TOKYO — Japan’s government has sounded out Bank of Japan (BOJ) Deputy Governor Masayoshi Amamiya to succeed incumbent Haruhiko Kuroda as central bank governor, the Nikkei newspaper reported early on Monday, citing anonymous government and ruling party sources.
The next BOJ chief will face the delicate task of normalizing ultra-loose monetary policy, which is drawing increasing public criticism for distorting market function.
A career central banker who has drafted many of the BOJ’s monetary easing tools, Amamiya has been seen by markets as a top contender to take over as next governor.
Prime Minister Fumio Kishida’s administration is in the final stages of deciding on Kuroda’s successor along with two new deputy governors, and is in discussions with the ruling coalition about the process, the Nikkei said
The government’s nominees will be presented to parliament later this month and take effect upon approval by both houses of parliament, which is effectively a done deal due to the ruling coalition’s solid majority in the Diet.
The Nikkei report did not say whether Amamiya accepted the offer. The prime minister’s office and the BOJ were not immediately available to comment on the Nikkei report outside of regular office hours.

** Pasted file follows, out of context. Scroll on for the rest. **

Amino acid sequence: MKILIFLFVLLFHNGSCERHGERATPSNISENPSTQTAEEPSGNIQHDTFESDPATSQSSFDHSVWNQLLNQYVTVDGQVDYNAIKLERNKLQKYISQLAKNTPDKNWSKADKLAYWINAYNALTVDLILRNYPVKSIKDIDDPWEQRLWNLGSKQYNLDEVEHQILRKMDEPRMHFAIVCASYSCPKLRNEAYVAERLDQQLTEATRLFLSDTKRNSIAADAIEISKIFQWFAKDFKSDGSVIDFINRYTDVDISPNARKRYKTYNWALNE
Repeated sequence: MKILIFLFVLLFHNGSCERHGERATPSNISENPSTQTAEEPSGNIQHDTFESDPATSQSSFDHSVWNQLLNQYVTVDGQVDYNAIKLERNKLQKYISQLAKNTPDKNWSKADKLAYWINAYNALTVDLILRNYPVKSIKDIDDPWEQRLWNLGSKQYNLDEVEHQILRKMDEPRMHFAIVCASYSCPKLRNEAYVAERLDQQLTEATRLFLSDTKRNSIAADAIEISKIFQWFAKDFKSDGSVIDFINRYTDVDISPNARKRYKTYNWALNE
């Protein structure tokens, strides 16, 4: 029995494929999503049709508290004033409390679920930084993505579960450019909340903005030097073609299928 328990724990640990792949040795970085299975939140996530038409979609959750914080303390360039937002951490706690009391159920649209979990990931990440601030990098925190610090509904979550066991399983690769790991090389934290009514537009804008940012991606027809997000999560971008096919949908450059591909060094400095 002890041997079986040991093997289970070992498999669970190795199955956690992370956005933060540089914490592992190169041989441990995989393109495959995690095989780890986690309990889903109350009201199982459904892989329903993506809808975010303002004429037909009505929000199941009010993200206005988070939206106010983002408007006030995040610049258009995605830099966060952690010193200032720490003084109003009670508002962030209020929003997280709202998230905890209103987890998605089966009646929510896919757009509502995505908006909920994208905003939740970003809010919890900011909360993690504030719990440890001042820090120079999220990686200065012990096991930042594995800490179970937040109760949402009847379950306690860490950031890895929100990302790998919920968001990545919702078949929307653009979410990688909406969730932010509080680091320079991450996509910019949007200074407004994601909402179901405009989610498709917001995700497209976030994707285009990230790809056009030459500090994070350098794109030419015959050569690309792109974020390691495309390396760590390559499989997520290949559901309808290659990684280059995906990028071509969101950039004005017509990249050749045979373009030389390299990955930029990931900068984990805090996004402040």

Kishida’s choice of a successor to Kuroda, whose five-year term ends on April 8, will likely affect how soon the central bank could phase out its massive stimulus as inflation hit 4% in December, double its 2% target.
The dollar rose 0.75% to 132.18 yen following the Nikkei report, rising above the 132-level for the first time in more than three weeks, as Amamiya is seen by markets as more dovish than other contenders for the post.
Amamiya played a key role in drafting Kuroda’s asset-buying program in 2013 and consistently called for keeping ultra-low interest rates. But he also said in July the BOJ must “always” think about the means of exiting ultra-loose monetary policy.
Amamiya and Masazumi Wakatabe are currently serving as deputy governors, but their five-year terms end on March 19. (Reporting by Daniel Leussink and Leika Kihara; Editing by Jason Neely and Frances Kerry)